My wife and I decided to return again to the Bairro São José this weekend and spend a little bit more time in the Mercado São José (last week we had our toddlers with us and didn’t really spend a lot of time looking around). Some of the things that you can find in abundance at this market are clothing and household fabrics with lace and embroidery, which is a specialty for the area. There are also leather goods and some rather creative uses for MDF (medium density fiberboard), which wasn’t in the market the last time I visited it in 2011.
After checking out the market, we decided to walk a bit further south to the business areas around the market. As we were there on a Saturday, the street was full of people. Most of the stores here have fabrics, rugs, and other household goods. It felt a lot like being in some of the market areas in Turkey (my other reference point). We had a lot of fun exploring and seeing what was here. I, of course, was enamored with the older buildings and the pedestrian-centric focus of the neighborhood. It’s one of the few places in Recife where people clearly have precedence over cars.
But, something rather unusual happened, not once, but three times when were were walking around, we were warned to be careful of theft. I do like to take pictures and have a modest camera (nothing like a high-end SLR). Noticing my photo-taking, a nice young man warned me to not take pictures because there were people in the area who would try to steal the camera. I’ve been to many places in the world where I’ve been warned about this kind of behavior, so it wasn’t really unusual, but became more cautious and judicious with my behavior. Then, inside a carpet and curtain store, my wife was approached by a well-meaning woman who told her to be very careful with her purse so it was not snatched and to be aware of our surroundings. She mentioned that because we don’t look like typical Brazilians, we need to be extra cautious. With this second warning, I was beginning to feel a bit concerned, but continued on. When we were warned a third time only five minutes later that there were many ladrões (thieves) around and we needed to be careful, I began to be genuinely concerned. Keep in mind that these three interactions occurred in only 15 or 20 minutes.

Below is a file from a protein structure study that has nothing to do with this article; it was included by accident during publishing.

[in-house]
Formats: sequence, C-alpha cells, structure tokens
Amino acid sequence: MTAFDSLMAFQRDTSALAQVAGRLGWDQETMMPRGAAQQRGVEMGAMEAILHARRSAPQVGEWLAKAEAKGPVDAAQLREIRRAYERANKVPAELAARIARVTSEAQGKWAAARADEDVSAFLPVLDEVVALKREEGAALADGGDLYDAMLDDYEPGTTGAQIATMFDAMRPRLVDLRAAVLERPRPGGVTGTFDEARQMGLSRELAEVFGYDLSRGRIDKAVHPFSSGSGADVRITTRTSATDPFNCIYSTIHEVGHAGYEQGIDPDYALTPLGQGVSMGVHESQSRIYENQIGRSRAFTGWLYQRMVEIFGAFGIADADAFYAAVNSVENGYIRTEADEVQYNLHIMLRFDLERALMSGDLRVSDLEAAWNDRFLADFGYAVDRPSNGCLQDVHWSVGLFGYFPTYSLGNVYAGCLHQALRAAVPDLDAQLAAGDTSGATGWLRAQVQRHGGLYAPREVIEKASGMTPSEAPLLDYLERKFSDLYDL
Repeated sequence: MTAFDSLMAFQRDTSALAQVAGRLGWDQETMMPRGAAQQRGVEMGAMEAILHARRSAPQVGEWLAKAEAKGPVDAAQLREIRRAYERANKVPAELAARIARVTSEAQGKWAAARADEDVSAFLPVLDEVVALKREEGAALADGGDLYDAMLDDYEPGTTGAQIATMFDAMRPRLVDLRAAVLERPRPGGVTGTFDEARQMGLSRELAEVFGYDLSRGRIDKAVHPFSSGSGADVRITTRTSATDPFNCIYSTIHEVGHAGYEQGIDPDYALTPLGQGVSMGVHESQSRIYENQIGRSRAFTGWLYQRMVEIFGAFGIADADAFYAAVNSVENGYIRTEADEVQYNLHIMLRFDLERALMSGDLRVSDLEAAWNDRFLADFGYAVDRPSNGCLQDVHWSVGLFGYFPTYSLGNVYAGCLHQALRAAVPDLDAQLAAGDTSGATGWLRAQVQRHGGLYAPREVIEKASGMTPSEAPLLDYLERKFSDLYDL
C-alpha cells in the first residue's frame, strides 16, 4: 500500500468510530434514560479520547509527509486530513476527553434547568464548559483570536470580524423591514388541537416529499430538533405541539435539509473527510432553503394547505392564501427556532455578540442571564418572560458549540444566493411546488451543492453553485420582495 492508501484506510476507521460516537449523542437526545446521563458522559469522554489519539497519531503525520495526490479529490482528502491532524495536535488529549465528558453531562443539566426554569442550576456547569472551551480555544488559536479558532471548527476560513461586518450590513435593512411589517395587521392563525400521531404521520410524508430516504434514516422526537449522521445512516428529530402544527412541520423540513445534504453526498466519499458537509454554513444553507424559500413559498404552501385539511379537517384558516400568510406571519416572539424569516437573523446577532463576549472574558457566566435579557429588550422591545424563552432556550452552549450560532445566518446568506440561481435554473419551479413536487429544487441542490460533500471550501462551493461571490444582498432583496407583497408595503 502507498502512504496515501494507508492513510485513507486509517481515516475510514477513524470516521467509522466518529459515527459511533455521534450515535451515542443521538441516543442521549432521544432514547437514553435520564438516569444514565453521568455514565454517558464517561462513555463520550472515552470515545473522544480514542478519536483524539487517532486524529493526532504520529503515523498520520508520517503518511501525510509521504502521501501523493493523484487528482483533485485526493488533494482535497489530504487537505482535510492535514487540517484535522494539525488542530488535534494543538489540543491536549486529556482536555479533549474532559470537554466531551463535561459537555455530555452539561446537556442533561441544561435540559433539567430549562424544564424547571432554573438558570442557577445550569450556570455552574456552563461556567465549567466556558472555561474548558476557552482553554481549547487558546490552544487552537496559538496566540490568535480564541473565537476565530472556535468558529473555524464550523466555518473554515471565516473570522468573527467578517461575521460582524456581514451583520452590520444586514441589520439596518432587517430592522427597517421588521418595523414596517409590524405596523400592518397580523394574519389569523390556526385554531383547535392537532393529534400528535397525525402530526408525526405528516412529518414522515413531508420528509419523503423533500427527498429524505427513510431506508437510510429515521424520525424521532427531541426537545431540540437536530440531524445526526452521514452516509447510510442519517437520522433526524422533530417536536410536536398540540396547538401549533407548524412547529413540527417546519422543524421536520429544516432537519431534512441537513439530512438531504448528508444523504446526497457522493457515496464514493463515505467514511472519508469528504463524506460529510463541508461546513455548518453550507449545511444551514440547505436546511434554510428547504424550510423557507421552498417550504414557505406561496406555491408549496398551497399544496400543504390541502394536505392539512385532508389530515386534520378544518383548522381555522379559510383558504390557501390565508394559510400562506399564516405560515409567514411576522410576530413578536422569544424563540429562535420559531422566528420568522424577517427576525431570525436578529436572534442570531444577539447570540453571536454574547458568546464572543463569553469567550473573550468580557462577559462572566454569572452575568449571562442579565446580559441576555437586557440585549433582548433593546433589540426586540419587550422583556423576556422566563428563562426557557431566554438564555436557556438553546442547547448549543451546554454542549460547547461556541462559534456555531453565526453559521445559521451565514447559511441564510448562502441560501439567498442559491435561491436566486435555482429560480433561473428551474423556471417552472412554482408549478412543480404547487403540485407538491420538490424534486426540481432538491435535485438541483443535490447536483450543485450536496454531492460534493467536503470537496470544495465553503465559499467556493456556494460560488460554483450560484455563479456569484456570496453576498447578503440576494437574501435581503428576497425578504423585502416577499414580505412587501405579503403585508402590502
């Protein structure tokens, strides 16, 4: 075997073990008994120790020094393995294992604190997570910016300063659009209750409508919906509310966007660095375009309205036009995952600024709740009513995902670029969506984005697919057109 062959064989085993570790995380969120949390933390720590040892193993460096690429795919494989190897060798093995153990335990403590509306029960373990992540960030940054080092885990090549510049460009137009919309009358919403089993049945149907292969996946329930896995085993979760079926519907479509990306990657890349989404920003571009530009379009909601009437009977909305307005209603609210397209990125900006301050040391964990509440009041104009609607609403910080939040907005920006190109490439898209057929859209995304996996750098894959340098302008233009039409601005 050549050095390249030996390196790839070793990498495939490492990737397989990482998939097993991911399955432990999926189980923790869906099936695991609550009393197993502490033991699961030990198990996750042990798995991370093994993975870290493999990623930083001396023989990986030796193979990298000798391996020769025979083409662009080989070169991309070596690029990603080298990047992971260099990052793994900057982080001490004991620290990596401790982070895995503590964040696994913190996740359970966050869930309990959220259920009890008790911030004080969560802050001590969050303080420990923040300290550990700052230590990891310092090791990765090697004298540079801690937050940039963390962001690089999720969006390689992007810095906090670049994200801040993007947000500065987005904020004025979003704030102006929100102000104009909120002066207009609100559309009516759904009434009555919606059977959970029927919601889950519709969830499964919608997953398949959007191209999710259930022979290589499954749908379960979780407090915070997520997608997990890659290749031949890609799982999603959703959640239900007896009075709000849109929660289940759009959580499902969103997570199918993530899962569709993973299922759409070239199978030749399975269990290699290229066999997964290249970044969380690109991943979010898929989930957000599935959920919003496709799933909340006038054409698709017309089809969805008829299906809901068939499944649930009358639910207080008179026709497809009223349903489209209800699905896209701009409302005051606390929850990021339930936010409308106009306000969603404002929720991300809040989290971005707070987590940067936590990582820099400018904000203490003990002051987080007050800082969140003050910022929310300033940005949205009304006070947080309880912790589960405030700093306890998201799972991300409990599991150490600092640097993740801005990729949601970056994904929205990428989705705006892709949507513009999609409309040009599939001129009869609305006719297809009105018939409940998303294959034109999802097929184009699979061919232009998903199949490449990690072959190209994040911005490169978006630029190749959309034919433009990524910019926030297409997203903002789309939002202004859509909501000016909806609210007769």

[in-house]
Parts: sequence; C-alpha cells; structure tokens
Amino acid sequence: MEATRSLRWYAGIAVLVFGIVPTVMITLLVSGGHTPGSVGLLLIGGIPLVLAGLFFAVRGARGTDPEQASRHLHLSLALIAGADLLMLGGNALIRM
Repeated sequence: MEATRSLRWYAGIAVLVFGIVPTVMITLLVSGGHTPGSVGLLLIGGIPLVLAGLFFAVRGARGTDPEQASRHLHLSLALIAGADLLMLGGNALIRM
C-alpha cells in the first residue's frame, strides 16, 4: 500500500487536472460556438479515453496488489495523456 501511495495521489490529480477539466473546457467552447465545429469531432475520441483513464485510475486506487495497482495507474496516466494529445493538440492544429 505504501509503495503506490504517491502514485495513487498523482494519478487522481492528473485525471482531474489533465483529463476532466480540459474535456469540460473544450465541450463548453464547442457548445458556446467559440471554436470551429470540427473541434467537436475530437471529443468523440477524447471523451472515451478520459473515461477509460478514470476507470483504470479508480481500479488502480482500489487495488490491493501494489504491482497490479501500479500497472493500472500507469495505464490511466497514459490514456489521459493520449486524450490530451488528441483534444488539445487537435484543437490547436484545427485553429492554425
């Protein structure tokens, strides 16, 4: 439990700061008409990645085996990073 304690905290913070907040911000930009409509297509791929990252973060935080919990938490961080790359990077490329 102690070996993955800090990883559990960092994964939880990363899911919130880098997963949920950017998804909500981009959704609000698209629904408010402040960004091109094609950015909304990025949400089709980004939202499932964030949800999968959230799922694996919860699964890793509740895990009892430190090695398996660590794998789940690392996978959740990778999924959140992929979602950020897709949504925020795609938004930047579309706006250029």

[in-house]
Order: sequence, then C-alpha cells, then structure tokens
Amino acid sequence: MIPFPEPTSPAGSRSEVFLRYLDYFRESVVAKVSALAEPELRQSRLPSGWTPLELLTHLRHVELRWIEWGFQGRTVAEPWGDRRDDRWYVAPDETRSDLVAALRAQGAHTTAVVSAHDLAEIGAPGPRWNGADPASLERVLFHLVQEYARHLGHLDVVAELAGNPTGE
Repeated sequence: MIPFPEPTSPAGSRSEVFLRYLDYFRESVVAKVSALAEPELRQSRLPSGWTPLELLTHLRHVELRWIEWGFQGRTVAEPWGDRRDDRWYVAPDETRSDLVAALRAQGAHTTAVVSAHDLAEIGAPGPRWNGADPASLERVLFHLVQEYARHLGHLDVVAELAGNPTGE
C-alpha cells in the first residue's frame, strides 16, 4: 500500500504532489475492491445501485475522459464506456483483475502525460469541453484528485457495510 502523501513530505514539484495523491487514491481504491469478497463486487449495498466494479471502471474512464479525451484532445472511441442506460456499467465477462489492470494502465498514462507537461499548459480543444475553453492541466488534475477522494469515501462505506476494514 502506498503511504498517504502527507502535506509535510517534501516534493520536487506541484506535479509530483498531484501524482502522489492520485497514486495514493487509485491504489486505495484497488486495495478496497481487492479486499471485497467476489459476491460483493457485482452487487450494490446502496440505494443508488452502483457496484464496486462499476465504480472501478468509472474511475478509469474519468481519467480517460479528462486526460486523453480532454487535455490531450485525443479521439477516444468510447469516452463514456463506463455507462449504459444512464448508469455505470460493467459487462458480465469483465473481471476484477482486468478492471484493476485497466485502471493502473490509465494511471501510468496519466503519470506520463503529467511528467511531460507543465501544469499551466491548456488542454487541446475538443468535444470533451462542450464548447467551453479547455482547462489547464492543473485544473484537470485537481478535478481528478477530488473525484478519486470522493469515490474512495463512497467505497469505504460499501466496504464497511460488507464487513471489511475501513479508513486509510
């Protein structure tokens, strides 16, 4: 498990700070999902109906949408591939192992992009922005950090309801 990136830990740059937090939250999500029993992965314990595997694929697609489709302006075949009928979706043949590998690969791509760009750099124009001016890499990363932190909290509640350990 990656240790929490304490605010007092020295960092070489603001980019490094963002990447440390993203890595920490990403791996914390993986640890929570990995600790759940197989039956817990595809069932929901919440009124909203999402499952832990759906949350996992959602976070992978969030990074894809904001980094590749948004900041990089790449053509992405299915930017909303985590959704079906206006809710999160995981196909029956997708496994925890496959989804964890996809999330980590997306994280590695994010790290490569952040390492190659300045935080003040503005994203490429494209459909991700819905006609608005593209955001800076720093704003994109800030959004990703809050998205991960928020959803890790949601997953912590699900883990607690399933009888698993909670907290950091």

When I was in Bairro São José in 2011, I explored the area alone and never encountered any of these warnings. (I should also mention that I was completely safe.) Of course, what was different this time around was that my wife was with me. (I admit, I was also wearing a hat to ward off the sun, which might have made me stand out; Brazilians don’t seem to wear many hats. On the other hand, we were pretty much dressed like everyone else–casually with no flashy jewelry or watches.) So, to be honest, I’m not sure what all of this really means. Has something changed in the last four years? Is theft really this big of an issue for tourists or is it more perception than reality? Or is it simply indicative of the fact that people are trying to be helpful? (A rather nice characteristic of all the Brazilians I’ve ever encountered, so far.)
Anyway, I don’t think this will dampen our desire to explore too much, but it does reinforce that no matter where you are in the world, it’s a good idea to be aware of your surroundings and behavior. Because Bairro São José offers a lot of interesting sights and sounds for visitors, I wouldn’t necessarily discourage others from visiting this neighborhood, but perhaps some caution is warranted. Mercado São José, for instance, felt very safe, and no one gave us warnings there. Saturdays are one of the busiest times in downtown Recife, but on Sundays, as I understand, there’s not many people around. (From the perspective of crime, it is probably best to avoid visiting on Sundays as well as the evenings.) So, my recommendation: definitely visit Mercado São José, but be cautious if you venture out into the surrounding neighborhood.